Most funded initiative in state historySeptember 28, 2010 @ 2:57 am (Updated: 3:46 pm - 3/28/11 )
They say taking candy away from a baby is pretty easy. Apparently, it's more challenging to take away candy, soda and bottled water taxes in Washington. At least $14 million has been raised for Initiative 1107, making it the most funded initiative in state history.
This is a record year with $38.6 million raised so far to either support or fight six initiatives that will be on the General Election ballot in our state. The only other years we've come close to this amount was in 2007 with $21 million raised and 2005 when $22 was raised. Insurance and health care issues were on the ballot those years.
Initiative 1107 is one of the more complicated ballot measures. It would repeal three different types of taxes on four products.
Toward the end of the last legislative session in Olympia, lawmakers added a sales tax to some candy, a temporary sales tax to some bottled water, a temporary excise tax to carbonated beverages and increased tax rates for certain food processors.
Have I lost you already?
It gets more confusing when you consider that some candy, if it's made with a certain amount of flour, is not taxable. A Kit Kat bar, for example, isn't taxed. M&Ms are taxed and if you add those M&Ms to trail mix, that's taxable too. Craisins, basically dried cranberries that resemble raisins, are considered a candy too. Here's the Washington Department of Revenue's spreadsheet on 12,613 candy items, if you want to see if your favorite treat carries the new tax that took effect in June.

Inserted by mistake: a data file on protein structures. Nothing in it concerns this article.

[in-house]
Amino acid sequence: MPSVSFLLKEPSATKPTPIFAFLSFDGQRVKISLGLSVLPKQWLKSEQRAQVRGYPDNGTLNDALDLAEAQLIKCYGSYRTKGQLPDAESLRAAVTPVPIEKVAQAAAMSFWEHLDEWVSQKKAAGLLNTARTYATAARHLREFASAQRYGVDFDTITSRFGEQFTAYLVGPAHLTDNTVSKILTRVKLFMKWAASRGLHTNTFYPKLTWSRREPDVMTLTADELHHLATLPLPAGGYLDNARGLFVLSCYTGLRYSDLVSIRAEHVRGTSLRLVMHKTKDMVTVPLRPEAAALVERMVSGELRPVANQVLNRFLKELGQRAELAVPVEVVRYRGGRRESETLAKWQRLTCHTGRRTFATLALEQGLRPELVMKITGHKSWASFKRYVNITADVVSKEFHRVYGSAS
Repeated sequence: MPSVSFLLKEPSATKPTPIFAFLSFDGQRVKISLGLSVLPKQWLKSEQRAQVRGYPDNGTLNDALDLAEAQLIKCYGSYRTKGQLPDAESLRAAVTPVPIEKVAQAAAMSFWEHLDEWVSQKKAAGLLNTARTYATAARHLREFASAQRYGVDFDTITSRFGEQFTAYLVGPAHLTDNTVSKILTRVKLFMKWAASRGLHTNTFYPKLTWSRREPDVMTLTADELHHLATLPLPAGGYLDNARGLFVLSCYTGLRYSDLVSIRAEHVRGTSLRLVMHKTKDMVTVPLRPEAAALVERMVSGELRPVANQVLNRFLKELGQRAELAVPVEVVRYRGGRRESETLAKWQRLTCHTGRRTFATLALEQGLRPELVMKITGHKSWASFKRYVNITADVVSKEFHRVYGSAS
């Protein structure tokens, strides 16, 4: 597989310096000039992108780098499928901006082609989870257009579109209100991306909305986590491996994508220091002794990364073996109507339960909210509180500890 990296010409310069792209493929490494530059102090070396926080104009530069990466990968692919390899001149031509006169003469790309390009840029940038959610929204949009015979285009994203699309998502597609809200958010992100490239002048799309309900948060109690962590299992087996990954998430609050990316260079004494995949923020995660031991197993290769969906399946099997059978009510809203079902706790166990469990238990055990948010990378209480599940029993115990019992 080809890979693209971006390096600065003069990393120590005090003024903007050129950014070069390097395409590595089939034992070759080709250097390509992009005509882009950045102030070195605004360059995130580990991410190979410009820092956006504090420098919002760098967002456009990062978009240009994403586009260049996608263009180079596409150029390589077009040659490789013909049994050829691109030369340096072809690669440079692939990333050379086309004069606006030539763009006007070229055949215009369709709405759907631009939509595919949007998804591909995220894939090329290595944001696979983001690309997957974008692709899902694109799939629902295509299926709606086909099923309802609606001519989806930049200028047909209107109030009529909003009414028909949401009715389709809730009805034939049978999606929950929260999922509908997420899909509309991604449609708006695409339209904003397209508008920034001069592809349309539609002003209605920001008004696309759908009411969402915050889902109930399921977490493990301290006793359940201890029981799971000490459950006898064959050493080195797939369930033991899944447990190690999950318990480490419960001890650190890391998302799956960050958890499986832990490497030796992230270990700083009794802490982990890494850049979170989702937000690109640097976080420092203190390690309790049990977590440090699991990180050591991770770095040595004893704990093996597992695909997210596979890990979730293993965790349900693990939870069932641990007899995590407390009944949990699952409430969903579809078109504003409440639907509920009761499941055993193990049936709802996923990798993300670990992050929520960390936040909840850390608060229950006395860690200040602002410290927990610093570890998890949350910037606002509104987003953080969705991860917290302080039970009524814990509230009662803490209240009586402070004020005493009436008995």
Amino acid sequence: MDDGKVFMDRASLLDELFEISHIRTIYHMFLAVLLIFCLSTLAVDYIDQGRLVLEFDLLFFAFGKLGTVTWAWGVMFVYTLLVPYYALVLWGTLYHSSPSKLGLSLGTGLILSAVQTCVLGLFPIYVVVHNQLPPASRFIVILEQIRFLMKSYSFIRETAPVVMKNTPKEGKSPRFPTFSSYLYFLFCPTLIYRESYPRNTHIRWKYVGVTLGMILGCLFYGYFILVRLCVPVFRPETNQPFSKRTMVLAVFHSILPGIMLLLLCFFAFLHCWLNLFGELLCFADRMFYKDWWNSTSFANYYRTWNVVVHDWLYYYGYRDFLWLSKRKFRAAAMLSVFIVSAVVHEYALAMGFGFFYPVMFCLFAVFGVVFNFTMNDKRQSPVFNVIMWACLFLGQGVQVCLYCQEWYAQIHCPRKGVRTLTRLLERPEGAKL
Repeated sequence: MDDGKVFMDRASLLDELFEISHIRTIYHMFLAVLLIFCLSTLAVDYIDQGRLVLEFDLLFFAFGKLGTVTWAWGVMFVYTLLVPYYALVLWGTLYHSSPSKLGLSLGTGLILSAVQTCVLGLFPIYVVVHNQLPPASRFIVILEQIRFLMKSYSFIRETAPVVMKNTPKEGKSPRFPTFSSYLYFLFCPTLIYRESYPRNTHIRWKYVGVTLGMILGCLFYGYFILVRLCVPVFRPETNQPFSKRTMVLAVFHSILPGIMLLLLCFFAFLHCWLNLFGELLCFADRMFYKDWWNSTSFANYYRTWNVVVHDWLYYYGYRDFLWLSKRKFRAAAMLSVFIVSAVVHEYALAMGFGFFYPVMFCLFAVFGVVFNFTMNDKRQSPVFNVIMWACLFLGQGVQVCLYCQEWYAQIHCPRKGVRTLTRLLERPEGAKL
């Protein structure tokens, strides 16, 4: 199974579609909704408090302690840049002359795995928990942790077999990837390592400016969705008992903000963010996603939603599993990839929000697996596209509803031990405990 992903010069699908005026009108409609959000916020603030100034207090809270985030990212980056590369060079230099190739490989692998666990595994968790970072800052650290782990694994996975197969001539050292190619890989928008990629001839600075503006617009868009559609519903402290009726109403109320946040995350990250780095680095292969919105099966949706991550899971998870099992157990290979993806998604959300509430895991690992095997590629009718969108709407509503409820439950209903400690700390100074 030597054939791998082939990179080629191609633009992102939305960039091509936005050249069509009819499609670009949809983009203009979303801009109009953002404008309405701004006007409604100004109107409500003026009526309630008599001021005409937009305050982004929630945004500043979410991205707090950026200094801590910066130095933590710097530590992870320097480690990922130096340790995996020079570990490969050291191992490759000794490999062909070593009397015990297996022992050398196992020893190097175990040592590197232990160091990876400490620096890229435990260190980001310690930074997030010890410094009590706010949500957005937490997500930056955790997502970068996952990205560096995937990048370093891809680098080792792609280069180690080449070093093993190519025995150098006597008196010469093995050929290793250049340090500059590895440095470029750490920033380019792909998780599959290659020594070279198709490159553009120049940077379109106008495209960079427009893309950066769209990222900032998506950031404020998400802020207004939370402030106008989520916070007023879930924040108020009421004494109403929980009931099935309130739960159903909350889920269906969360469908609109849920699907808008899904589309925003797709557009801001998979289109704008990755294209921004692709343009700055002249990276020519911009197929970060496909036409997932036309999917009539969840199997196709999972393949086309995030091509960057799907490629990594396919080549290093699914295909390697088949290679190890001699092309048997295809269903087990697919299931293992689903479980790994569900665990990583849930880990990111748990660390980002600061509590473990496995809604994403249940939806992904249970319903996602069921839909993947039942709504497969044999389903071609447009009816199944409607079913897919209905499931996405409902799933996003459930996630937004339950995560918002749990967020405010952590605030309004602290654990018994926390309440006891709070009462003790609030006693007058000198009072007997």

A "yes" vote on Initiative 1107 would repeal all the added taxes.
Celia Schorr wants to keep the taxes as they are. She's with the anti-1107 campaign. "It's worth a couple of cents more on a can of pop to fund education and health care," she says.
Tim Martin, President of Harbor Pacific Bottling based in Elma, Washington, wants to get rid of the extra taxes. He says those pennies add up for a family-owned business like his because "the soft drink business is a very low margin, high volume business. With the taxes in place, July was one of the worst on record for his company.
"We've eliminated all of our advertising spending. We haven't invested in equipment that we otherwise would," Martin says. They also let five employees go from their company of 45.
But Schorr says imagine the cuts the state will have to make if it loses hundreds of millions of dollars from the taxes.
"When people out there are saying there's still fat to be cut, there really isn't. We're down to the bone now," she says, "and we're talking about really devastating impacts to the people who are most vulnerable. Those are our kids and our seniors."
Have lawmakers considered every possible cut before they raise taxes? Martin doubts it. Plus, the money from these taxes goes to the general fund. The money isn't earmarked for education, health care, or any specific program.
"They could just as well be earmarked for government waste," he says.
Schorr says that won't happen "because we know what cuts were narrowly avoided by passing these taxes." Some of those areas include K-12 education and social services programs.
Even if you don't care about bottling company and local candy businesses, Martin says all residents should be concerned about Initiative 1107 because it gives the state "one more way to tax us," and these could "creep up every year" for consumers.
"It's a veritable piggy bank for politicians, I think, if they think that this is okay," he says.
Most of the $14.4 million raised to repeal the taxes comes from the American Beverage Association.
A report from the state public disclosure commission shows the beverage association made eight contributions to Initiative 1107 worth $14,209,000. One other distributor kicked in $100, and eight individuals are responsible for campaign funds totaling $195.
Schorr calls the Initiative a "tax break for Coke and Pepsi" at the expense of Washington citizens. The campaign against repealing the taxes has only raised about $321,000 to get their message out. Their largest contributions of $60,000 each came from the Community Health Network of Washington and the Washington Federation of State Employees.
Ballots for the November 2nd General Election will be mailed October 13th.
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